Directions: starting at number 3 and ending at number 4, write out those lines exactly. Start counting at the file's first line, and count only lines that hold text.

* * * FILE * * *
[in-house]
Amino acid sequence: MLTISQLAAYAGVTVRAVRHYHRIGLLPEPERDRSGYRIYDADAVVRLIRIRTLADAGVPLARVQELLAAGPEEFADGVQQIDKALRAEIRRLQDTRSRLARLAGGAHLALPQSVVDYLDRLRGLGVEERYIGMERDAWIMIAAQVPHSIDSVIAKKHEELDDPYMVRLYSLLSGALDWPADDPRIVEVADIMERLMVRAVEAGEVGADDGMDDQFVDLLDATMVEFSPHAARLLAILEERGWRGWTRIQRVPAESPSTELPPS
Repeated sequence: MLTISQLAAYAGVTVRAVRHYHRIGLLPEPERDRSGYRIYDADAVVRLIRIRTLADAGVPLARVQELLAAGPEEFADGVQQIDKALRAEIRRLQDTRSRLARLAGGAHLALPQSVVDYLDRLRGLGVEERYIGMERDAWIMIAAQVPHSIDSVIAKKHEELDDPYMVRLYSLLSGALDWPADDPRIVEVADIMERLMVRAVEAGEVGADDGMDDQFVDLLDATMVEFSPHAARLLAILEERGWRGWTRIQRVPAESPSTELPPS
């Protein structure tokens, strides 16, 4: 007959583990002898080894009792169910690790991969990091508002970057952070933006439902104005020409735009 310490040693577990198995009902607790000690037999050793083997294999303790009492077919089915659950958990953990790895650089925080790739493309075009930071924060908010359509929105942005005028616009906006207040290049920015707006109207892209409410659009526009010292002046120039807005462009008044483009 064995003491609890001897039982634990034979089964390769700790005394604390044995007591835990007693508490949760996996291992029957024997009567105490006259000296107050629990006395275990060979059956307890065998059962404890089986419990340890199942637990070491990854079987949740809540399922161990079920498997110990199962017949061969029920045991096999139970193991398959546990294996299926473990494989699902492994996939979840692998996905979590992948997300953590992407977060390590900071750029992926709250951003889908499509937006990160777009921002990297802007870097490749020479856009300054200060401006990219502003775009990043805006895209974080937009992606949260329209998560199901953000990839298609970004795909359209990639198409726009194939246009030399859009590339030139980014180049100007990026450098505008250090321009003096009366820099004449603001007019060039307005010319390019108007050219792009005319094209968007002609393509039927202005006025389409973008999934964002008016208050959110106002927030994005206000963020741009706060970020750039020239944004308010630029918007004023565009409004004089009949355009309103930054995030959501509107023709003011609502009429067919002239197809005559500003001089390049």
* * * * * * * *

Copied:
Repeated sequence: MLTISQLAAYAGVTVRAVRHYHRIGLLPEPERDRSGYRIYDADAVVRLIRIRTLADAGVPLARVQELLAAGPEEFADGVQQIDKALRAEIRRLQDTRSRLARLAGGAHLALPQSVVDYLDRLRGLGVEERYIGMERDAWIMIAAQVPHSIDSVIAKKHEELDDPYMVRLYSLLSGALDWPADDPRIVEVADIMERLMVRAVEAGEVGADDGMDDQFVDLLDATMVEFSPHAARLLAILEERGWRGWTRIQRVPAESPSTELPPS
């Protein structure tokens, strides 16, 4: 007959583990002898080894009792169910690790991969990091508002970057952070933006439902104005020409735009 310490040693577990198995009902607790000690037999050793083997294999303790009492077919089915659950958990953990790895650089925080790739493309075009930071924060908010359509929105942005005028616009906006207040290049920015707006109207892209409410659009526009010292002046120039807005462009008044483009 064995003491609890001897039982634990034979089964390769700790005394604390044995007591835990007693508490949760996996291992029957024997009567105490006259000296107050629990006395275990060979059956307890065998059962404890089986419990340890199942637990070491990854079987949740809540399922161990079920498997110990199962017949061969029920045991096999139970193991398959546990294996299926473990494989699902492994996939979840692998996905979590992948997300953590992407977060390590900071750029992926709250951003889908499509937006990160777009921002990297802007870097490749020479856009300054200060401006990219502003775009990043805006895209974080937009992606949260329209998560199901953000990839298609970004795909359209990639198409726009194939246009030399859009590339030139980014180049100007990026450098505008250090321009003096009366820099004449603001007019060039307005010319390019108007050219792009005319094209968007002609393509039927202005006025389409973008999934964002008016208050959110106002927030994005206000963020741009706060970020750039020239944004308010630029918007004023565009409004004089009949355009309103930054995030959501509107023709003011609502009429067919002239197809005559500003001089390049």